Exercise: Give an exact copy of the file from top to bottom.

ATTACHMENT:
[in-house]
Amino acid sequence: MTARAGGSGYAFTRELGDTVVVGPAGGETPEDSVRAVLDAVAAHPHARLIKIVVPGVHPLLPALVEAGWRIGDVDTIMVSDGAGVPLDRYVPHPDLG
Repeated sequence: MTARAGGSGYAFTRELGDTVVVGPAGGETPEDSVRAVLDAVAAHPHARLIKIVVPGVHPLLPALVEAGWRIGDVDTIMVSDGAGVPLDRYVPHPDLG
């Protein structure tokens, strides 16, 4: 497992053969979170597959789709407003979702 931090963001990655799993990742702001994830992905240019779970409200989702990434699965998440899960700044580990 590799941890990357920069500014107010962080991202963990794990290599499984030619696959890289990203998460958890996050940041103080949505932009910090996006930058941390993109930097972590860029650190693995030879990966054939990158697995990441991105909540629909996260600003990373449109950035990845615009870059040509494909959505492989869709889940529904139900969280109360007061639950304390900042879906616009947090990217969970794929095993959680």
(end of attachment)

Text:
[in-house]
Amino acid sequence: MTARAGGSGYAFTRELGDTVVVGPAGGETPEDSVRAVLDAVAAHPHARLIKIVVPGVHPLLPALVEAGWRIGDVDTIMVSDGAGVPLDRYVPHPDLG
Repeated sequence: MTARAGGSGYAFTRELGDTVVVGPAGGETPEDSVRAVLDAVAAHPHARLIKIVVPGVHPLLPALVEAGWRIGDVDTIMVSDGAGVPLDRYVPHPDLG
């Protein structure tokens, strides 16, 4: 497992053969979170597959789709407003979702 931090963001990655799993990742702001994830992905240019779970409200989702990434699965998440899960700044580990 590799941890990357920069500014107010962080991202963990794990290599499984030619696959890289990203998460958890996050940041103080949505932009910090996006930058941390993109930097972590860029650190693995030879990966054939990158697995990441991105909540629909996260600003990373449109950035990845615009870059040509494909959505492989869709889940529904139900969280109360007061639950304390900042879906616009947090990217969970794929095993959680």